Previewing the 2021 ALCS: Red Sox vs. Astros
The Red Sox and the Astros battle for the American League pennant.
For the fifth time in as many years, the Houston Astros are headed to the American League Championship Series. Standing in the way of their third World Series appearance in that time span are the Boston Red Sox.
The last time these two teams met in the postseason was in the 2018 ALCS. In that series, the Red Sox eliminated the Astros in five games. Houston was only able to muster 21 runs compared to Boston’s 29. In the end, the Sox walked away with their fourth Championship since 2004.
This year, Houston had the edge over Boston in the regular season. They faced off seven times, and the Astros won five of those games.
|ASTROS||95||67||+205||5 – 2||+17|
|RED SOX||92||70||+80||2 – 5||-17|
ALCS Positional Matchups
Now, the reality is that these two teams are elite offensively. They feature high-caliber hitters who can hit for power, contact, and strike out very few.
Here’s how both teams fare by position:
|C – Martín Maldonado – 12 HR | 63 wRC+||C – Christian Vázquez – 6 HR | 77 wRC+|
|1B – Yuli Gurriel – 15 HR | 134 wRC+||1B – Kyle Schwarber – 32 HR | 145 wRC+|
|2B – José Altuve – 31 HR | 130 wRC+||2B – Christian Arroyo – 6 HR | 106 wRC+|
|3B – Alex Bregman – 12 HR | 115 wRC+||3B – Rafael Devers – 38 HR | 134 wRC+|
|SS – Carlos Correa – 26 HR | 134 wRC+||SS – Xander Bogaerts – 23 HR | 130 wRC+|
|LF – Michael Brantley – 8 HR | 123 wRC+||LF – Alex Verdugo – 13 HR | 107 wRC+|
|CF – Jake Myers – 6 HR | 111 wRC+||CF – Kiké Hernández – 20 HR | 110 wRC+|
|RF – Kyle Tucker – 30 HR | 147 wRC+||RF – Hunter Renfroe – 31 HR | 114 wRC+|
|DH – Yordan Álvarez – 33 HR | 138 wRC+||DH – J.D. Martinez – 28 HR | 128 wRC+|
Who has the offensive edge?
Based solely on regular season numbers, the Astros have the edge. They feature five players – Altuve, Correa, Brantley, Tucker, and Álvarez – with a higher wRC+ than their positional opponent.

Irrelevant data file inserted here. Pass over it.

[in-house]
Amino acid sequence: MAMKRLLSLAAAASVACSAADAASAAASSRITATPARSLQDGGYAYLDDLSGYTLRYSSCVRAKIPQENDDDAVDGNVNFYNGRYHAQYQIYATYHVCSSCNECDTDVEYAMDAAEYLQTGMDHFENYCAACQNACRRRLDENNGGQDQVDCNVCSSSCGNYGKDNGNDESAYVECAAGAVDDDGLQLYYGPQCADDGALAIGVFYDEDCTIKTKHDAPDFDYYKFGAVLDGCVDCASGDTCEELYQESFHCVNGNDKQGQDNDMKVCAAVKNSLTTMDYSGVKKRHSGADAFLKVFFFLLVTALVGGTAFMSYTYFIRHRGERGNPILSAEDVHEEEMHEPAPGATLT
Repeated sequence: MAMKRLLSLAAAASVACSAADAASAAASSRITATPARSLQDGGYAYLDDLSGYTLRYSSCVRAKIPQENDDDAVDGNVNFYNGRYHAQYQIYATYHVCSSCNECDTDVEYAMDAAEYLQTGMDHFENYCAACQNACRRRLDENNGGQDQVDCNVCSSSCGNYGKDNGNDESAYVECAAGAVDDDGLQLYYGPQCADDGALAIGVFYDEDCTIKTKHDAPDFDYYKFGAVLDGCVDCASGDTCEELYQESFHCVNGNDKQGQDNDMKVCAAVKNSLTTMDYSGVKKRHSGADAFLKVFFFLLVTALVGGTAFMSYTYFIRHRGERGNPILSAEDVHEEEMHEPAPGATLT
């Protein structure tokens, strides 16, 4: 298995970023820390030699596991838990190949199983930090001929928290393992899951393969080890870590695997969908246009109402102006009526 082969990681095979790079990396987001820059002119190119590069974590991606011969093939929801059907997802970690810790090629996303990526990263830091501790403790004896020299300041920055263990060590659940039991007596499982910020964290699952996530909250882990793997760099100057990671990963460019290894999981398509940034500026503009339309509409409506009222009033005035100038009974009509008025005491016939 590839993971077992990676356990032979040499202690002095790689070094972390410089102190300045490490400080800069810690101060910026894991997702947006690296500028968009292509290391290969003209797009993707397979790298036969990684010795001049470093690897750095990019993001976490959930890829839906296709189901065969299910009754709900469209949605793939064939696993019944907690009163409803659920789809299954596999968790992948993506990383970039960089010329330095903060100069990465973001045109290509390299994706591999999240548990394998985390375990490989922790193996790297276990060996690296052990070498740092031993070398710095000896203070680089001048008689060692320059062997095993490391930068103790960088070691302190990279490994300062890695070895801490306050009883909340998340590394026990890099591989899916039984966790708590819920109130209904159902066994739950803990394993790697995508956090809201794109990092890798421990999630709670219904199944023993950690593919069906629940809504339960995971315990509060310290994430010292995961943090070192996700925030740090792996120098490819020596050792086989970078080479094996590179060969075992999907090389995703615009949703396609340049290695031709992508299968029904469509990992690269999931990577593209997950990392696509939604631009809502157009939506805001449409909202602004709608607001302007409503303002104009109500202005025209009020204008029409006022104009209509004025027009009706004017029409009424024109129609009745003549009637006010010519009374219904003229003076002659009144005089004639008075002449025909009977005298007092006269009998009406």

What’s more, the Astros have a 116 wRC+ and 19.4 K%, both the best in the Majors. They also edge the Red Sox in home runs, 221 to 219.
However, thus far, Boston has the postseason edge offensively. They lead all playoff teams with 63 hits, 32 runs, 11 homers, a .328 AVG, and a .919 OPS. The key number is the home runs.
So far this postseason, in any game, the team with the most home runs wins. The Astros’ four homers this postseason,m pale in comparison to the Red Sox.
Overall, I trust the larger sample size. For that reason, I give the Astros the edge offensively.
ALCS pitching matchups
Statistically, both of these pitching staffs are very even. Postseason experience might give the Red Sox the edge, however, and here’s why.
Though the Astros’ 3.78 regular season ERA is better than the Red Sox’s 4.27 ERA, Boston edges Houston in FIP 3.95 to 4.12. FIP is like ERA, only it doesn’t take fielding into account. Some consider this a more accurate measure of a pitcher’s performance.
In essence, Boston might be better, but its poor defensive play negatively impacts its pitching. Conversely, Houston’s elite defensive play enhances their pitchers performance statistically.
Here’s how each team’s top three starters fare against one another:
|José Urquidy – 3.62 ERA | 0.99 WHIP||Chris Sale – 3.16 ERA | 1.34 WHIP|
|Framber Valdez – 3.14 ERA | 1.25 WHIP||Nathan Eovaldi – 3.75 ERA | 1.19 WHIP|
|Luis Garcia – 3.30 ERA | 1.17 WHIP||Eduardo Rodriguez – 4.74 ERA | 1.39 WHIP|
Overall, two of three Astros starters have very limited experience. For this reason, the Red Sox get the edge in this area. Both Sale and Eovaldi were prime reasons for Boston’s 2018 World Series championship and should not be taken lightly.
My final prediction is that the ALCS will be decided in seven games. The Houston Astros will win and advance to their third World Series in five years, a modern day dynasty.
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